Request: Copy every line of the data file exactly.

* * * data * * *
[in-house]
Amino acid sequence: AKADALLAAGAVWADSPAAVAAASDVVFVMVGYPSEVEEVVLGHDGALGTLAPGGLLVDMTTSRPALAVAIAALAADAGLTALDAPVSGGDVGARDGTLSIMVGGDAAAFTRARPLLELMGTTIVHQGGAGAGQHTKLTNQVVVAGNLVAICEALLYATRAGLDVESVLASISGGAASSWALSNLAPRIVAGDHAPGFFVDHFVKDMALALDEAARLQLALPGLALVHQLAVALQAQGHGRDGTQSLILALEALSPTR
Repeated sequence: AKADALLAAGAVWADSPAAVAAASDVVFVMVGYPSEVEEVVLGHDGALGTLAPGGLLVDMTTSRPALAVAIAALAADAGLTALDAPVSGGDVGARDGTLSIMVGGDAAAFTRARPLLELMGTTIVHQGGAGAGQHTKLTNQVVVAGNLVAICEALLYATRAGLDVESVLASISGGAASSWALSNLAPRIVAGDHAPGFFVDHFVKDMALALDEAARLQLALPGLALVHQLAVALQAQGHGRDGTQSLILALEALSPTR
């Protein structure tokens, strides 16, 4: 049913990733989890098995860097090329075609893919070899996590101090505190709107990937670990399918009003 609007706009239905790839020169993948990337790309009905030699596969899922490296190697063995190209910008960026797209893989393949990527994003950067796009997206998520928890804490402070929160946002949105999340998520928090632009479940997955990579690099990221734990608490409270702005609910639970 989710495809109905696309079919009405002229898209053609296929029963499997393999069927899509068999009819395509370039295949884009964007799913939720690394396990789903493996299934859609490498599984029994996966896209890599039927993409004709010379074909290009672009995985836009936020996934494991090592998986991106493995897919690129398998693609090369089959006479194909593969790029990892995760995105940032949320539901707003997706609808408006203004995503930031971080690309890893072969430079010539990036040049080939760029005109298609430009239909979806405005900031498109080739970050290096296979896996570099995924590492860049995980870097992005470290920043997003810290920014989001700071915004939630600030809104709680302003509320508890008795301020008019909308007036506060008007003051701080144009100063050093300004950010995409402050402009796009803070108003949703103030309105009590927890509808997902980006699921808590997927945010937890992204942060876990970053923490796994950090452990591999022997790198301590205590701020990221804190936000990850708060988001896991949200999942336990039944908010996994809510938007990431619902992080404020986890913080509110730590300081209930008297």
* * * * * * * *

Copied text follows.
[in-house]
Amino acid sequence: AKADALLAAGAVWADSPAAVAAASDVVFVMVGYPSEVEEVVLGHDGALGTLAPGGLLVDMTTSRPALAVAIAALAADAGLTALDAPVSGGDVGARDGTLSIMVGGDAAAFTRARPLLELMGTTIVHQGGAGAGQHTKLTNQVVVAGNLVAICEALLYATRAGLDVESVLASISGGAASSWALSNLAPRIVAGDHAPGFFVDHFVKDMALALDEAARLQLALPGLALVHQLAVALQAQGHGRDGTQSLILALEALSPTR
Repeated sequence: AKADALLAAGAVWADSPAAVAAASDVVFVMVGYPSEVEEVVLGHDGALGTLAPGGLLVDMTTSRPALAVAIAALAADAGLTALDAPVSGGDVGARDGTLSIMVGGDAAAFTRARPLLELMGTTIVHQGGAGAGQHTKLTNQVVVAGNLVAICEALLYATRAGLDVESVLASISGGAASSWALSNLAPRIVAGDHAPGFFVDHFVKDMALALDEAARLQLALPGLALVHQLAVALQAQGHGRDGTQSLILALEALSPTR
């Protein structure tokens, strides 16, 4: 049913990733989890098995860097090329075609893919070899996590101090505190709107990937670990399918009003 609007706009239905790839020169993948990337790309009905030699596969899922490296190697063995190209910008960026797209893989393949990527994003950067796009997206998520928890804490402070929160946002949105999340998520928090632009479940997955990579690099990221734990608490409270702005609910639970 989710495809109905696309079919009405002229898209053609296929029963499997393999069927899509068999009819395509370039295949884009964007799913939720690394396990789903493996299934859609490498599984029994996966896209890599039927993409004709010379074909290009672009995985836009936020996934494991090592998986991106493995897919690129398998693609090369089959006479194909593969790029990892995760995105940032949320539901707003997706609808408006203004995503930031971080690309890893072969430079010539990036040049080939760029005109298609430009239909979806405005900031498109080739970050290096296979896996570099995924590492860049995980870097992005470290920043997003810290920014989001700071915004939630600030809104709680302003509320508890008795301020008019909308007036506060008007003051701080144009100063050093300004950010995409402050402009796009803070108003949703103030309105009590927890509808997902980006699921808590997927945010937890992204942060876990970053923490796994950090452990591999022997790198301590205590701020990221804190936000990850708060988001896991949200999942336990039944908010996994809510938007990431619902992080404020986890913080509110730590300081209930008297």